You can't fix what you don't know is broken. For San Francisco-based Wells Fargo, the key to providing wholesale commercial customers with the best Web-based services possible began with monitoring clients' online sessions.
Following the implementation of a single sign-on capability about five years ago, Wells Fargo ($428 billion in total assets) has experienced explosive growth in wholesale commercial customers that rely on Web-based bank applications, such as treasury management, credit, trust and brokerage services. According to Danny Peltz, the bank's EVP of wholesale Internet and treasury solutions, the number of clients utilizing the single sign-on capability grew from 2,200 in the first year to more than 11,000 in 2001 and to 25,000 today. Wells Fargo's Commercial Electronic Office processed $4.1 trillion in payments in 2004.
The growing importance of the channel made it critical to optimize customers' online experience, Peltz relates. "Providing the best end-to-end customer experience enables you to differentiate yourself," he says. That means quickly identifying and repairing any anomalies, such as script errors, broken links and slow-loading pages.
If at First You Don't Succeed
Though Wells Fargo previously had developed monitoring software internally, it wasn't detailed enough to provide information about single-user experiences, Peltz notes. "We wanted information about what happened as the customer clicked through from page to page," he says.
After examining solutions from about a dozen vendors over more than a year, Wells Fargo selected San Francisco-based TeaLeaf Technology's RealiTea software. Peltz admits that Wells Fargo executives didn't know exactly what they wanted from a solution when they began the search, but they knew RealiTea was the answer when they saw it.
Still, strict parameters were placed on the search. Peltz explains that the solution had to report on single Internet sessions without revealing confidential customer information; it had to plug in to the bank's existing technology without requiring application or hardware changes; and it had to run on minimal processing power. Additionally, the technology provider had to be financially viable, he adds. Wells Fargo didn't want to buy a product from a company that wouldn't be around a year later to support it.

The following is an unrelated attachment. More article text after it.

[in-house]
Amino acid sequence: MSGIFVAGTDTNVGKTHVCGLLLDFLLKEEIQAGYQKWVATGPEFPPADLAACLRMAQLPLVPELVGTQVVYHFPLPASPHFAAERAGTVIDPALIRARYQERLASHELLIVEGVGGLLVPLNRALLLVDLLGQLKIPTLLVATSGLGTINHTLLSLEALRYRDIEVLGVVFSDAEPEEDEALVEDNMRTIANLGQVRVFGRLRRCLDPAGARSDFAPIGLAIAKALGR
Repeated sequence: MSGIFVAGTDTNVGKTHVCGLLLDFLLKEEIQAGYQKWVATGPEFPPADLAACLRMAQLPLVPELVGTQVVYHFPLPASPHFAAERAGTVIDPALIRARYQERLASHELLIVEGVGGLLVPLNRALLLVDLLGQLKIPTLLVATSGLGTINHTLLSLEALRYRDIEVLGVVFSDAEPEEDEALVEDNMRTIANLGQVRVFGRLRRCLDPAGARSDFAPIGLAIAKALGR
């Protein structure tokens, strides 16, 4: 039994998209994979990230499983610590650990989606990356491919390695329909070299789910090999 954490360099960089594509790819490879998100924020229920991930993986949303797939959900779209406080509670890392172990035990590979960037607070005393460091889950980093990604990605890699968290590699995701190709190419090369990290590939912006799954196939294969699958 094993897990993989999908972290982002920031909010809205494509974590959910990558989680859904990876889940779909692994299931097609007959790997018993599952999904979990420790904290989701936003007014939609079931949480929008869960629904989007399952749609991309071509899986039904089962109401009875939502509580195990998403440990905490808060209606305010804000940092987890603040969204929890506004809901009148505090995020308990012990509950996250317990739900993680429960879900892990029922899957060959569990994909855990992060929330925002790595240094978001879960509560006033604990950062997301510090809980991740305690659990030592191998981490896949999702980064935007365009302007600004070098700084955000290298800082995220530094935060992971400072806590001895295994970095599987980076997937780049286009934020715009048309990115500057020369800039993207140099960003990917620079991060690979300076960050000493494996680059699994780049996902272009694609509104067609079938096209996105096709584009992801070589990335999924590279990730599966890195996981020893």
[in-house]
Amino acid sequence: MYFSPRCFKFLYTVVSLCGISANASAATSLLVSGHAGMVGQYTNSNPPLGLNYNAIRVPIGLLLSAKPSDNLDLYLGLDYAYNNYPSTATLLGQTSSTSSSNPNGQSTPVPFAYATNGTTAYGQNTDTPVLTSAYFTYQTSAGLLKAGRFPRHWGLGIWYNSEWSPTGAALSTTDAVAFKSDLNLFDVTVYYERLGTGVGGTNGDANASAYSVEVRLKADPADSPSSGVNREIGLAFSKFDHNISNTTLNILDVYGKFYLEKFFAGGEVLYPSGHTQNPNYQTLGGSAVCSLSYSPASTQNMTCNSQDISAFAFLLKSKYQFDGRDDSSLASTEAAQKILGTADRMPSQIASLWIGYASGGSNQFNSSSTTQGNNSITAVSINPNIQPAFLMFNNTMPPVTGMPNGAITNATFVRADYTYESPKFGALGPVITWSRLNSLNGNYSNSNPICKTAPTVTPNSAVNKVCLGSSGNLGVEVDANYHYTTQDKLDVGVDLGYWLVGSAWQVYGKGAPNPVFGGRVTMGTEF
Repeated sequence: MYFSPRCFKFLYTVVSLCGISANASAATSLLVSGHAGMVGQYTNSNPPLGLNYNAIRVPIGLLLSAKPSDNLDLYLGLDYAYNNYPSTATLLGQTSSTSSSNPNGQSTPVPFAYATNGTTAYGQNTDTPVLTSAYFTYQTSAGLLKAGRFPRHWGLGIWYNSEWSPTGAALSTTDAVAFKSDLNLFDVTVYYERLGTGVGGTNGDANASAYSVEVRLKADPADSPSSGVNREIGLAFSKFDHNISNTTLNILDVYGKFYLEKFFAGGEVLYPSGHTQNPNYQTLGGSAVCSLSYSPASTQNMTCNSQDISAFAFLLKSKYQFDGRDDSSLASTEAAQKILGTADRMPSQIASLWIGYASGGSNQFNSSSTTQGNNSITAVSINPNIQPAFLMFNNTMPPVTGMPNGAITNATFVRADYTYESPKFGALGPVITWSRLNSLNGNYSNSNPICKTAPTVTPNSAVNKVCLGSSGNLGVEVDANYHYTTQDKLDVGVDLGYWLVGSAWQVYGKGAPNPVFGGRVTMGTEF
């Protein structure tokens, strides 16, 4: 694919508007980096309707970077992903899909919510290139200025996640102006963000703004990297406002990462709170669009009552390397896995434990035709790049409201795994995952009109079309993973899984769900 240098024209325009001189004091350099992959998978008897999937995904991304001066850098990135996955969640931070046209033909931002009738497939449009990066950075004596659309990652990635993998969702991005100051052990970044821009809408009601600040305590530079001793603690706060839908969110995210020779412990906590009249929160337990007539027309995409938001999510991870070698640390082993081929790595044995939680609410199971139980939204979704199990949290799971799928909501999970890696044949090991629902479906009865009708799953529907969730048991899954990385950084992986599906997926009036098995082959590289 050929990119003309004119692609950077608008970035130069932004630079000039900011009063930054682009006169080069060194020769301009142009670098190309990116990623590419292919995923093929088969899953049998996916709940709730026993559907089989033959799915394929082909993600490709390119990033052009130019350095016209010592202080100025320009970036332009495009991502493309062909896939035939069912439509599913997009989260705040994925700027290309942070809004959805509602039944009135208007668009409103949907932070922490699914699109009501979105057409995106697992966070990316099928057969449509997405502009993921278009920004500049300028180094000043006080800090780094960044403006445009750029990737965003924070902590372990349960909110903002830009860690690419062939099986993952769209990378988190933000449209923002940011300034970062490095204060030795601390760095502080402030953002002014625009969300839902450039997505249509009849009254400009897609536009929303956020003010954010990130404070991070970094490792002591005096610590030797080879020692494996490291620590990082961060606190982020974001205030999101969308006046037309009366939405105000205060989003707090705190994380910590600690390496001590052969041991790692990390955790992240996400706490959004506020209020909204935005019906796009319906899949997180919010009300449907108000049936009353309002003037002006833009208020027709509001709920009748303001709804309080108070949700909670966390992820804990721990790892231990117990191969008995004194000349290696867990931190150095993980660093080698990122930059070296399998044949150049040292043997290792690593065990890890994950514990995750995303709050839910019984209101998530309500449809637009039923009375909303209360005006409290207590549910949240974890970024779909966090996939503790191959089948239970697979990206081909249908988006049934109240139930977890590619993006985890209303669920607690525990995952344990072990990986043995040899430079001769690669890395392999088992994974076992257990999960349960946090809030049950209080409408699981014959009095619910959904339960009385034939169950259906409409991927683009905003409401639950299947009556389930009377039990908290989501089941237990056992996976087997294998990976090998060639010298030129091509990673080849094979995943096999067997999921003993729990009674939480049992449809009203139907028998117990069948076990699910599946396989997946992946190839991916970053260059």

Wells purchased RealiTea in the third quarter of 2003. Installation - on Sun (Santa Clara, Calif.) servers - took place at "lightning speed," according to Peltz, and was completed in just three months. Though the software itself didn't require any technology changes, Wells Fargo did have to add storage capacity to handle the large amounts of data generated by online customer sessions, Peltz notes.
The software records exactly what happens as customers click from page to page and from process to process, including how long it takes Web pages to load and how clients navigate each page. The software can play back an entire customer session, enabling Wells Fargo technicians to identify where a failure occurred, according to Peltz.
"We can now understand how many people are using the system and we can better manage demand," Peltz says, adding, "We've reduced our time to repair a problem by about 50 percent."
Wells Fargo also uses the software to monitor and report on internal use of Web-based bank applications and is examining extending the use of RealiTea to other areas of the bank, Peltz relates.
INSTITUTION: Wells Fargo (San Francisco).
ASSETS: $428 billion.
BUSINESS CHALLENGE: Monitor and report on wholesale commercial customers' end-to-end Internet sessions.
SOLUTION: RealiTea from TeaLeaf Technology (San Francisco).